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American Journal of Community Psychology

, Volume 56, Issue 3–4, pp 342–356 | Cite as

Intimate Partner Violence and Subsequent Depression: Examining the Roles of Neighborhood Supportive Mechanisms

  • Emily M. WrightEmail author
  • Gillian M. Pinchevsky
  • Michael L. Benson
  • Dana L. Radatz
Original Article

Abstract

This study examines the direct effects of neighborhood supportive mechanisms (e.g., collective efficacy, social cohesion, social networks) on depressive symptoms among females as well as their moderating effects on the impact of IPV on subsequent depressive symptoms. A multilevel, multivariate Rasch model was used with data from the Project on Human Development in Chicago Neighborhoods to assess the existence of IPV and later susceptibility of depressive symptoms among 2959 adult females in 80 neighborhoods. Results indicate that neighborhood collective efficacy, social cohesion, social interactions, and the number of friends and family in the neighborhood reduce the likelihood that females experience depressive symptoms. However, living in areas with high proportions of friends and relatives exacerbates the impact of IPV on females’ subsequent depressive symptoms. The findings indicate that neighborhood supportive mechanisms impact interpersonal outcomes in both direct and moderating ways, although direct effects were more pronounced for depression than moderating effects. Future research should continue to examine the positive and potentially mitigating influences of neighborhoods in order to better understand for whom and under which circumstances violent relationships and mental health are influenced by contextual factors.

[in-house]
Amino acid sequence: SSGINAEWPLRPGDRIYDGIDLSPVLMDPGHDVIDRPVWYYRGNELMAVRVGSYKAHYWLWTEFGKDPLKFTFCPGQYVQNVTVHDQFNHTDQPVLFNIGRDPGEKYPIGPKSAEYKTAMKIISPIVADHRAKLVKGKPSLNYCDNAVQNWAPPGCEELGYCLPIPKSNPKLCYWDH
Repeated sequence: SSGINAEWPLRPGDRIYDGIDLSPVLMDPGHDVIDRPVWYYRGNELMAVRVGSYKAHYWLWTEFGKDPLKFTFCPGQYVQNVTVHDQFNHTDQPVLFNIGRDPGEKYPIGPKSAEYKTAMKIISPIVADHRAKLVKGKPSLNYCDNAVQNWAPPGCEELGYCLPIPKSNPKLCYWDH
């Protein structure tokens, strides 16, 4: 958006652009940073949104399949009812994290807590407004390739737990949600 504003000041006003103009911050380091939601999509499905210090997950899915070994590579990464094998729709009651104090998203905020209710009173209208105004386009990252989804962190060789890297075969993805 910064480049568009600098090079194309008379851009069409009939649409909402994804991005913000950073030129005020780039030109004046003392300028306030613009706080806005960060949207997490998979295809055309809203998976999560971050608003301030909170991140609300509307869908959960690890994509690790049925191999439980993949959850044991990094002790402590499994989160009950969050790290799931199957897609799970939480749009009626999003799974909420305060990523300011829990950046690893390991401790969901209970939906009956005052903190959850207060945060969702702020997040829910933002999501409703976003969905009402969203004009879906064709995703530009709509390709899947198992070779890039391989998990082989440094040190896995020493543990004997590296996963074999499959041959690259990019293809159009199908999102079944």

Keywords

Intimate partner violence Depression Neighborhoods Protective factors Collective efficacy Social ties 

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Copyright information

© Society for Community Research and Action 2015

Authors and Affiliations

  • Emily M. Wright
    • 1
    Email author
  • Gillian M. Pinchevsky
    • 2
  • Michael L. Benson
    • 3
  • Dana L. Radatz
    • 4
  1. 1.School of Criminology and Criminal JusticeUniversity of NebraskaOmahaUSA
  2. 2.Department of Criminal JusticeUniversity of Nevada, Las VegasLas VegasUSA
  3. 3.School of Criminal JusticeUniversity of CincinnatiCincinnatiUSA
  4. 4.Department of Criminology & Criminal JusticeNiagara UniversityNew YorkUSA

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